The best TV advertising is like great TV programming, it’s highly engaging and talked about. It becomes part of popular culture and generates water-cooler moments up and down the country. This has always been true, but now that the water-cooler has become a virtual, always on conversation amongst millions, the opportunity for brands to benefit from the topspin of engagement is greater than ever. Meanwhile, the worst TV advertising is still eminently forgettable.
I was fortunate enough to learn this 20 years ago, when ‘engagement-led marketing’ was an opportunity for challenger brands rather than the imperative it is for all brands today. Looking back, this experience prepared me for the modern age of engagement-led marketing.
The Stella Artois "Reassuringly Expensive" TV campaign was a salutary lesson in challenger thinking and engagement-led marketing. In the early 90’s Stella was the 17th biggest beer brand, competing with brands that had 10 times more budget. This led to a real focus in advertising on the quality rather than quantity of impact.
You only have to see an amazing film once for it to live long in the memory. So we didn’t think we were making ads, in our minds we were making films
I was passed the baton for this campaign from the early Noughties, and inherited a mind-set that you only have to see an amazing film once for it to live long in the memory. So we didn’t think we were making ads, in our minds we were making films. We therefore tried to apply the same care and attention to artful storytelling, cinematography, music etc. that you’d see in a feature film.
This ‘one view is enough’ mind-set allowed us to achieve same ad awareness as Carling and Fosters with a fraction of the budget, and more importantly, helped the brand climb the rankings to become the No.2 beer brand.
This strategy of investing in content, rather than viewing media spend as the only determinant of competitiveness, was arguably ahead of its time. One third of the budget was spent on production (and closer to half if you included agency fees.) But rather than view this as ‘non working’ media – surely the dumbest phrase ever invented - we took the opposite view. It was our hardest working ‘media.’
This formative experience taught me the power of a great idea/script, and the power of world class directors. Working with the likes of Jonathan Glazer, Ivan Zacharias, and Frank Budgen amongst others, gave me a real appreciation of the filmmaker’s craft. I didn’t always understand why they wanted to do what they proposed, but I soon learned to trust their expertise.
They had the ambition and talent to sprinkle their magic dust on an idea to make it worthy of their name. So we’d invite them to bring their own vision and craft to an idea rather than instructing them to tightly film a script ‘scene by scene’. ‘Production’ was therefore not just about ‘making’, it was about continuing to build on the engagement potential of an idea.
Working with the likes of Jonathan Glazer, Ivan Zacharias, and Frank Budgen amongst others, gave me a real appreciation of the filmmaker’s craft
One of my favourite Stella ads of that era was ‘Last Orders’, where a man on his deathbed requests a glass of Stella as his last wish. The thing that made this film truly special in my view, was when one of the dying man’s relatives makes a hand gesture to suggest the arriving priest has finished the prized Stella before it gets to its intended recipient.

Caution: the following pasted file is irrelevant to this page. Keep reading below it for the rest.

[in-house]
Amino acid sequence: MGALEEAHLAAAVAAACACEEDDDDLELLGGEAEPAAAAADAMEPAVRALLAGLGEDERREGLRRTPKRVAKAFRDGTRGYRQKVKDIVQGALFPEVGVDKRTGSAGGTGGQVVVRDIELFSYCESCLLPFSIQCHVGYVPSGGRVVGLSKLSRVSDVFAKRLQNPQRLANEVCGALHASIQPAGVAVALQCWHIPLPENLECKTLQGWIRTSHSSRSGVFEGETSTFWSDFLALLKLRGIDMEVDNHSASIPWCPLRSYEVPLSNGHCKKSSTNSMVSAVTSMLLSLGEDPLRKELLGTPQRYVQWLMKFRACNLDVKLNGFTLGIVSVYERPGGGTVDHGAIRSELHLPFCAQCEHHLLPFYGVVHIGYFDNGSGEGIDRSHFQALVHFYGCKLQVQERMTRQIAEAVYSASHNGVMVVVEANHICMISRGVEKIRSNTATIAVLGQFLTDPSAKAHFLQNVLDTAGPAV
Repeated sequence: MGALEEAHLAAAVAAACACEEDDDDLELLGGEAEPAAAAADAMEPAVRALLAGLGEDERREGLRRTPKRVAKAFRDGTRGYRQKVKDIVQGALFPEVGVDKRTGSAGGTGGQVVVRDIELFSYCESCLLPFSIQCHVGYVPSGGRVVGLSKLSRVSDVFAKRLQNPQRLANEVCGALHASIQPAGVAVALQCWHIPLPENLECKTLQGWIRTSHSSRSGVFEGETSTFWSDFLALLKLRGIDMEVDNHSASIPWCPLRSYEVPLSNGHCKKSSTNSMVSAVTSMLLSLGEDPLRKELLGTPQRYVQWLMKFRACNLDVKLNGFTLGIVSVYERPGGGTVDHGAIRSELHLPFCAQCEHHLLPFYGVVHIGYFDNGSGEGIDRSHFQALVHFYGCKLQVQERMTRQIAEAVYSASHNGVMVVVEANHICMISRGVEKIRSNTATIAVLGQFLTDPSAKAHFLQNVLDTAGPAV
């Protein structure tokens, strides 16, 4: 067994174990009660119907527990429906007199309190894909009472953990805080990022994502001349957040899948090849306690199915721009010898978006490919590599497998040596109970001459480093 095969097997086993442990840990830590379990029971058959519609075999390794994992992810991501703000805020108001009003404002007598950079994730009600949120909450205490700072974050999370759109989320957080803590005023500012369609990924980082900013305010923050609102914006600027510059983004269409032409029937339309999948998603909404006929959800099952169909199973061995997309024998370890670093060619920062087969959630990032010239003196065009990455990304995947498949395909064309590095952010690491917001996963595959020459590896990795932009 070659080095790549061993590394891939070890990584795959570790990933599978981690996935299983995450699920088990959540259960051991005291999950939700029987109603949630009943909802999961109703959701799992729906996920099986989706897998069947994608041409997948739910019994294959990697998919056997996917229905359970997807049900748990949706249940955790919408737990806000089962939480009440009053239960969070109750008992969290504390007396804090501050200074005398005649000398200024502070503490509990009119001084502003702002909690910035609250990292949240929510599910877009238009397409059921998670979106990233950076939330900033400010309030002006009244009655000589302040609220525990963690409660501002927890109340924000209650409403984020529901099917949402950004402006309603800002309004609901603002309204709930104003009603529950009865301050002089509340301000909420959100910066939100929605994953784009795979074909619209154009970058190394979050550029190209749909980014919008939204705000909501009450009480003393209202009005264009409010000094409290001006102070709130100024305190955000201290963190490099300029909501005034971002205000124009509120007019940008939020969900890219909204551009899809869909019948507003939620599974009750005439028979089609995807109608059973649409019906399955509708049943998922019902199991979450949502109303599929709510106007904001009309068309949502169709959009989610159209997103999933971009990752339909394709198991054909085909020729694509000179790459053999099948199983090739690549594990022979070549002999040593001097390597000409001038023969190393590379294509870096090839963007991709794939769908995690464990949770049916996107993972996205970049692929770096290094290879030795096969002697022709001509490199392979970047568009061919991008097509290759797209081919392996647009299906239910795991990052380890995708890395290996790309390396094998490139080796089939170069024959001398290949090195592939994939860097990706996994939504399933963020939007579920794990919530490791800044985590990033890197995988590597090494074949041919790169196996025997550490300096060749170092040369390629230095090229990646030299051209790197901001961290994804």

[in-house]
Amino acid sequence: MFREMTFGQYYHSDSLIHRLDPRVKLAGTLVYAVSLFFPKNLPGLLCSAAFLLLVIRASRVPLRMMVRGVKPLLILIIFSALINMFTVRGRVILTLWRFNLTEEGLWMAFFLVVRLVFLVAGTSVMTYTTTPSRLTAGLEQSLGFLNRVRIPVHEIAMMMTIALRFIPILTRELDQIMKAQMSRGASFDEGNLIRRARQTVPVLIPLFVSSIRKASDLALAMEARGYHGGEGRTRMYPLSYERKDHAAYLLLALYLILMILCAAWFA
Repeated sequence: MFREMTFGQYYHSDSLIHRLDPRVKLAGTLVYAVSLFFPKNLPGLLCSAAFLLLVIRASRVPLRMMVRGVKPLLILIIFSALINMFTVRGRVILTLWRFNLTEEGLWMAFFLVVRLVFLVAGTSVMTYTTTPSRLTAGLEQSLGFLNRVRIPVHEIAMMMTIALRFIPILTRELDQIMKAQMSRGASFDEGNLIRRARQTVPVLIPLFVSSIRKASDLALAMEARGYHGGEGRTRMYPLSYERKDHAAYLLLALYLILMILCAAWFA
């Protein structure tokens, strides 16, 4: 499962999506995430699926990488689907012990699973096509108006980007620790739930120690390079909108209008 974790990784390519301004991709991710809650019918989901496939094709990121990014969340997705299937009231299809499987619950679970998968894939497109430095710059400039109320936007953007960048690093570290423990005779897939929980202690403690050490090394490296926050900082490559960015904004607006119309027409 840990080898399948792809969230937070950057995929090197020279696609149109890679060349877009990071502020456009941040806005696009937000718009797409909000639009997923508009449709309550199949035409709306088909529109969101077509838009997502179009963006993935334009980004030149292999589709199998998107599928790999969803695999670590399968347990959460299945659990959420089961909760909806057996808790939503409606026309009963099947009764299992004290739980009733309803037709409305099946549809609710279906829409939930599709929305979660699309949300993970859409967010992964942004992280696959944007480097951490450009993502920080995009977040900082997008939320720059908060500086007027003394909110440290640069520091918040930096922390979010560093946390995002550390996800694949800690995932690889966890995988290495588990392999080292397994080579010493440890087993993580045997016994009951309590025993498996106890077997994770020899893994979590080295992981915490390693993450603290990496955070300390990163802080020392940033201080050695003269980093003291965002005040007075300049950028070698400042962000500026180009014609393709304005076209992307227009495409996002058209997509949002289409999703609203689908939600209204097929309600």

It wasn’t an ad I was involved with, but as I understand it this was never in the original script. It was something that evolved on the shoot, and was the sort of flourish that we, as a client, encouraged.
So the Stella "Reassuringly Expensive" TV campaign taught me to value the craft of filmmaking and to prize engagement above all else – not least because it helped deliver +16% CAGR sales growth over a 10 year period.
Whilst a drumming gorilla is worlds apart from French art-house film, the ethos behind it was the same. The spiritual brief I gave the agency on Cadbury was that I wanted an ad that was as enjoyable to consume as a bar of our chocolate. I wanted people to feel the joy, not be told about it. And in this sense, it was no co-incidence that it went viral.
Whilst a drumming gorilla is worlds apart from French art-house film, the ethos behind it was the same
There was no guarantee that we would pull it off, but the intent was definitely there to create something that was so engaging that people would want to talk about it. And as I sat there during its first TV airing in 2007, I watched on my laptop as it racked up the first 250,000 of 20 million+ views on YouTube. So what became one of the first viral ads in fact had its roots in the discipline of making ‘paid-by-the-second’ TV ads as engaging as possible.
Fast forward eight years and the continued proliferation of media has brought many more opportunities for brand communication, but I can’t help feeling some of the discipline of ‘making every second count’ has been lost. The rush to ensure every brand has an integrated campaign using the latest ‘media de jour’, means the amount of time, money and craft applied to each piece of content has become diluted.
So as we reflect on 60 years of TV, perhaps it’s timely for the marketing profession to rediscover some of the engagement discipline and craft that was inherent in some of the iconic TV ads of yesteryear.